The Homeless Persons’ Legal Service (HPLS) at PIAC has put together a brochure outlining people’s rights in public spaces – particularly aimed at people experiencing homelessness in the inner city of Sydney, but relevant to all public places in NSW. The brochure is current at 19 December 2017.
PIAC will also be printing hard copies of the brochure and you can contact us for copies.
Guide to being in public spaces
1. You have a right to use and enjoy public spaces
Everyone has a right to use and enjoy public spaces. Public spaces include places like parks, streets and beaches.
In NSW, there are laws about what you can do in public spaces. There are also laws that apply to the police, council workers and transport safety officers.
2. What powers do police have?
Like other members of the public you are allowed to hang around in public places; you do not need a special reason to be there.
Police can’t tell you to move on unless they have a reason.
The police must have a reason to tell you to move on. Some reasons include:
- Getting in the way of people or traffic,
- Harassing anyone or making other people afraid,
- Being about to commit an offence like buying or selling drugs,
- Being drunk and disorderly, or
- Acting in a way that is a risk to other people.
If one of these reasons applies, police can tell a person or group to move away from a public place for a period of time. If you disobey, you can be fined.
3. Can the police take your stuff?
In general, police can’t take your stuff without a warrant.
In most cases, for police to lawfully remove your property from public land, they have to get a warrant from the court.
Police have extra power to take away alcohol near alcohol free zones.
If you drink in an alcohol free zone, police and some council workers can take your alcohol. They can also take your alcohol if they think you have been drinking recently or are about to drink alcohol in the alcohol free zone.
Police have some extra powers in Martin Place
Some new laws were made about Martin Place in 2017. Those laws only apply to Martin Place. Under this new law, police can tell someone to leave Martin Place for up to six hours if the person is interfering with other people enjoying the space, or if the person is doing something unlawful. Police have to be reasonable when they make this kind of direction.
If you disobey such a direction, you can be fined.
In Martin Place, police can also take your stuff (including a tent, goods or other things) if they believe this:
- Is necessary or
- Will help prevent interference with public enjoyment, or
- Will help prevent unlawful occupation.
In these cases, if you try to stop a police officer taking your goods, you can be fined.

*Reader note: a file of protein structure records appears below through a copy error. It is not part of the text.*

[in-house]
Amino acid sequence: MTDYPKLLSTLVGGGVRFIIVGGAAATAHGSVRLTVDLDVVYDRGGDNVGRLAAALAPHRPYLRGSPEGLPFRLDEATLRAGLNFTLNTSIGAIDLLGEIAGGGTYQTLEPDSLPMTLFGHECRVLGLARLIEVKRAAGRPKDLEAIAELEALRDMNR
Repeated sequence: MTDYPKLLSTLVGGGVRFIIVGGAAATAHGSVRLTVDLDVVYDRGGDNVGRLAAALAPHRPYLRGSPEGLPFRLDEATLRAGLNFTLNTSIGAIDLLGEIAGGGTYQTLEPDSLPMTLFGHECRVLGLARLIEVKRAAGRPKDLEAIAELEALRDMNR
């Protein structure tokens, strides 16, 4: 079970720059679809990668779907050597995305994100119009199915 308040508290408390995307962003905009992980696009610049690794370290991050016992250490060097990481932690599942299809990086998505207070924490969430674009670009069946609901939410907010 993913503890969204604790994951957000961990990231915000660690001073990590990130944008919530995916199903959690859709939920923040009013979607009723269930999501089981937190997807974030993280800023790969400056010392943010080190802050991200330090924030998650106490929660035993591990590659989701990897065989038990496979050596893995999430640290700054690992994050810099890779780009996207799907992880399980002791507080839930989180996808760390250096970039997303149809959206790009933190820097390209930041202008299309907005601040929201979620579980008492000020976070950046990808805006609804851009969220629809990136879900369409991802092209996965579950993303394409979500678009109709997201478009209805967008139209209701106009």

4. What if the police take my stuff?
Police can return the goods to you, dispose of them, or give them to the council who will have your belongings impounded.
5. What local councils can and can’t do
As long as you don’t break the law, cause a nuisance or pose a threat to anyone, council workers should leave you alone.
Some local councils have made local by-laws about conduct in some public places, such as saying you can’t drink in certain areas. This should be on signs in those areas, and on the council’s website.
Council workers do have some powers, but only in certain cases.
But only if…
|Tell you to stop doing something||What you are doing may threaten public health or safety, or threaten someone’s life|
|Tell you to move on||You are using public space in a way that makes it inconvenient or difficult to move your belongings|
|Remove your belongings, or ask you to remove them||
Your belongings create a public nuisance – this means your belongings might be in the way of other people’s comfort, convenience or safety
6. When can you be fined by council workers?
You can be fined by the council or police for doing some things in public places:
- Damaging or taking plants, animals, soil or rocks without lawful excuse,
- Breaking glass or syringes without lawful excuse,
- Polluting or damaging places you can swim publicly (or swimming nude), and
- Disobeying notices about banned behaviour.
7. What about Central Station and other train stations?
Central station is public property and is on government-owned land. Normal police powers apply.
Rail safety officers also have powers to make sure stations are safe. They can give you a notice that says you can’t do something (called a ‘prohibition notice’) if they think something dangerous is happening or about to happen. They can give you this notice verbally but they also have to give you a copy in writing. If you don’t do what they say, they can get the police involved. You need a valid ticket to go on to a train or through the turnstiles, but you do not need an Opal card to hang around Central or any other rail station.
8. Where can I get help?
If you get in trouble with the police or council, or if you get a fine, you should get legal advice as soon as possible about what to do next. You can see the Homeless Persons’ Legal Service at one of our clinics around the city. For immediate phone advice, you can also contact Law Access on 1300 888 529.
We are also available at the clinics if you think you have an issue – always better to check than have it blow up later!